Karol Bagh | IAS GS Foundation Course | 29 May, 6 PM Call Us
This just in:

State PCS

Daily Updates

Important Facts For Prelims

Field Pansy's Evolution

  • 28 Dec 2023
  • 5 min read

Source: DTE

Why in News?

Recently, scientists have uncovered evidence of rapid evolution in a flowering plant found in Paris, France. The plant, identified as Field Pansy (Viola arvensis) is showing signs of self-pollination, a behaviour contradicting the conventional reliance on external pollinators.

What are the Key Facts about Field Pansy?

  • The Field Pansy (Viola arvensis), is a common wildflower that can be found in many parts of Europe, Asia, and North America.
  • It belongs to the group of plants called angiosperms, which produce seeds inside a protective structure called a fruit.
    • Angiosperms rely on insects and other animals to pollinate them and help them reproduce.


  • Pollination is the process by which pollen grains, which contain the male reproductive cells of plants, are transferred from one flower to another, usually by insects that visit the flowers for nectar.
    • Nectar is a sugary liquid that plants produce to attract pollinators.
  • Pollination is essential for the genetic diversity and survival of many plant species, and it has evolved over 100 million years of coevolution between plants and animals.
  • Pollination is carried through pollinators(vectors that move pollen within the flower and from flower to flower).
  • However, some plants can also pollinate themselves, without the help of any external agent. This is called self-pollination, and it is a way for plants to ensure their reproduction in case there are no suitable pollinators around.
    • Self-pollination can also save energy and resources for plants, as they do not need to produce as much nectar and flowers to attract pollinators.

What are the Key Highlights of the Study?

  • Rapid Evolution:
    • The study marks the first evidence of rapid evolution in plants, with the field pansy, showing significant changes in nectar production and flower size over a relatively short period.
      • The study found that flowers of the wild pansy variety produced 20% less nectar and were 10% smaller.
  • Self-Pollination:
    • The field pansy has evolved to self-pollinate, reducing its reliance on pollinators due to a decreasing availability of insects.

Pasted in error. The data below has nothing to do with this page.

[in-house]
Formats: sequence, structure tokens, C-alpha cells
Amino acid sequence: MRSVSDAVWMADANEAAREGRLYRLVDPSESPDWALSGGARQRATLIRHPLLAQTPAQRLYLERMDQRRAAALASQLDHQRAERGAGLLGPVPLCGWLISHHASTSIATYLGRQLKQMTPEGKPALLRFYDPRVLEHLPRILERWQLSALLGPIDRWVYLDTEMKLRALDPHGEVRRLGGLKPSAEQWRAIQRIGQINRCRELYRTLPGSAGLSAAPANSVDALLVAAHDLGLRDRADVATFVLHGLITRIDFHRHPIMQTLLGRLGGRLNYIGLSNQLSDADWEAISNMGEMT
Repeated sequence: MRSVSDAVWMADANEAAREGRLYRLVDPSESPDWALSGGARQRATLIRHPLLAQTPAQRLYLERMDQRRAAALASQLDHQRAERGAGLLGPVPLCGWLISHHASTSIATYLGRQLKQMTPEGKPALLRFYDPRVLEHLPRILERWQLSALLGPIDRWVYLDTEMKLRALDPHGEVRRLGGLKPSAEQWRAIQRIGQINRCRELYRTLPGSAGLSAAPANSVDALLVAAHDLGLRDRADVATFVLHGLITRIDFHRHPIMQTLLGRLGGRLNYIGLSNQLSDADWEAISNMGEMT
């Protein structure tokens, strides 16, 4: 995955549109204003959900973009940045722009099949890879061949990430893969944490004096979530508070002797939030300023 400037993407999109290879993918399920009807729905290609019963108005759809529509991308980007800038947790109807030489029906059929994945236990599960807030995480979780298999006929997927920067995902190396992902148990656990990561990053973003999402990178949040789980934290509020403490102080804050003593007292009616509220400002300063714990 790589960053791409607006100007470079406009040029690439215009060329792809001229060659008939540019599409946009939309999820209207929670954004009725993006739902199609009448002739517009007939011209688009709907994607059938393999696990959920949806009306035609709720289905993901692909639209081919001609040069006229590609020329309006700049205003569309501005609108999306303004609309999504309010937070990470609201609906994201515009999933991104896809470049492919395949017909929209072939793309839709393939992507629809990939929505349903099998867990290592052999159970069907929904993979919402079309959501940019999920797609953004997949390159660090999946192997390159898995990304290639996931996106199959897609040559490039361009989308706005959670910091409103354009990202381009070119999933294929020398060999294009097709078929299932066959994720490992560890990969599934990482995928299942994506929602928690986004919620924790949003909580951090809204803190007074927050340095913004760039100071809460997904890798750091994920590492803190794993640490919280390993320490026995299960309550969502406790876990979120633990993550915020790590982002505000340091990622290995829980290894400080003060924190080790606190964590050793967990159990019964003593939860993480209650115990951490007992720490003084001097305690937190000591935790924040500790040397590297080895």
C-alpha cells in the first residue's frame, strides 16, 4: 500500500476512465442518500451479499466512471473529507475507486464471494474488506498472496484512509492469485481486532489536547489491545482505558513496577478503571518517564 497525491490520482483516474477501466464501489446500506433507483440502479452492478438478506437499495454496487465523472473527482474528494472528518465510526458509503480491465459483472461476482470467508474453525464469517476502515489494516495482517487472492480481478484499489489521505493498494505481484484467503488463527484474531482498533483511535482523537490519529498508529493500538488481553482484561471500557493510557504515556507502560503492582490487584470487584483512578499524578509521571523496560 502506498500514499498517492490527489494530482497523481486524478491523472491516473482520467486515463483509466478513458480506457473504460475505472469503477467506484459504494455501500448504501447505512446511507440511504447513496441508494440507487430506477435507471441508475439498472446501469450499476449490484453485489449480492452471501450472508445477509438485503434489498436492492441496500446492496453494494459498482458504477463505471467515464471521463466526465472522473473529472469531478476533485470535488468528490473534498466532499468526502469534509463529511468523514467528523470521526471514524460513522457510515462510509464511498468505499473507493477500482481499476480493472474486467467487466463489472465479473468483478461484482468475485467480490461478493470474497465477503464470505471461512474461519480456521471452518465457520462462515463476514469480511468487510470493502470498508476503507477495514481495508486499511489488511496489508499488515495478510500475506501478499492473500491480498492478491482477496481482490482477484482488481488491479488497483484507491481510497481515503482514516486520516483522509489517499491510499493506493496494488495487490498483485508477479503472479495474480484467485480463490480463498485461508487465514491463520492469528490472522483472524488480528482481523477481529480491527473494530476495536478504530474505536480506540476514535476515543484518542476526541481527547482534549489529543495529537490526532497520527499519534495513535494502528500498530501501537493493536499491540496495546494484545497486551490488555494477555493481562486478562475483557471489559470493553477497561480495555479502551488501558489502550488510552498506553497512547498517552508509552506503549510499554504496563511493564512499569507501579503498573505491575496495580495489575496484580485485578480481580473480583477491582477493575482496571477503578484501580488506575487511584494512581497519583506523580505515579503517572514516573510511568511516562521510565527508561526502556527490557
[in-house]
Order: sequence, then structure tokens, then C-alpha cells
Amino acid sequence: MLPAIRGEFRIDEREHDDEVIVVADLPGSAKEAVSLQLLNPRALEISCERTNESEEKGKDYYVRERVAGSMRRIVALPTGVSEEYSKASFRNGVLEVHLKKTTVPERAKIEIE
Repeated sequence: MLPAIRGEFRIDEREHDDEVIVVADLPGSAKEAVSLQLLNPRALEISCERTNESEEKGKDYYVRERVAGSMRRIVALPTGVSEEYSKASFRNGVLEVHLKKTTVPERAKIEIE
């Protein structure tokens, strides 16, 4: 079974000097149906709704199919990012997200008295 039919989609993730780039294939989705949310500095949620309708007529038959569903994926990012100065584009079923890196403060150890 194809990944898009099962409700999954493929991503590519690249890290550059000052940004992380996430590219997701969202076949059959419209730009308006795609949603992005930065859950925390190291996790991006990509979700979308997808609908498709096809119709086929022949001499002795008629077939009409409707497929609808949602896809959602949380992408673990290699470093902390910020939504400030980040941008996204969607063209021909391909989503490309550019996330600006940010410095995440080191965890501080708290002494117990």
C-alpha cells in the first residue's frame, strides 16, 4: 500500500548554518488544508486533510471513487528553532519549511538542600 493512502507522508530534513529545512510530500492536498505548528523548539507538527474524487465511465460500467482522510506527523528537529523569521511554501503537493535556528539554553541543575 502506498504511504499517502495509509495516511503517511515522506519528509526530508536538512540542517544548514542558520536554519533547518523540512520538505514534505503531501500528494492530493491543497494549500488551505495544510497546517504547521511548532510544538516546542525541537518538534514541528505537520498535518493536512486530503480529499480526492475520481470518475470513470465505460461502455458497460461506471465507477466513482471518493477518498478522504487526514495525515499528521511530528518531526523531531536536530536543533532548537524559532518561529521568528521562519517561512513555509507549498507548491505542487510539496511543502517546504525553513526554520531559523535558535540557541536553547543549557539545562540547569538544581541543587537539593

• This behaviour is contrary to the conventional reliance on insects for pollination in angiosperms, marking a significant departure from established plant reproductive strategies.
  • Convergent Evolution:
    • The study reveals convergent evolution across populations, with a reduction in rewarding traits and attractiveness to pollinators.
      • This convergence suggests a consistent evolutionary response to environmental pressures across different plant populations.
  • Resurrection Ecology Method:
    • The researchers used the "resurrection ecology" method, planting seeds from the 1990s and 2000s against their contemporary descendants from 2021 to observe changes over time.
      • This method allowed them to track and compare changes in plant traits and behaviour across different periods.
  • Environmental Impact:
    • The move towards selfing may benefit plants in the short term but poses a threat to their long-term survival, especially in the face of climate change and other environmental changes.
      • Self-pollination reduces the genetic diversity and adaptability of the plant, making it more susceptible to diseases and environmental stresses.
  • Pollinator Decline:
    • The study warns of a potential feedback loop that could lead to further declines in pollinators as a result of plant trait evolution, impacting the plant-pollinator network.
  • Urgent Analysis:
    • The study emphasizes the need to analyze whether these results are symptomatic of broader behavioral changes in the relationship between angiosperms and their pollinators.
      • Researchers call for a thorough understanding of the possibility of reversing the process and breaking the eco-evolutionary-positive feedback loop to preserve plant-pollinator networks.
SMS Alerts
Share Page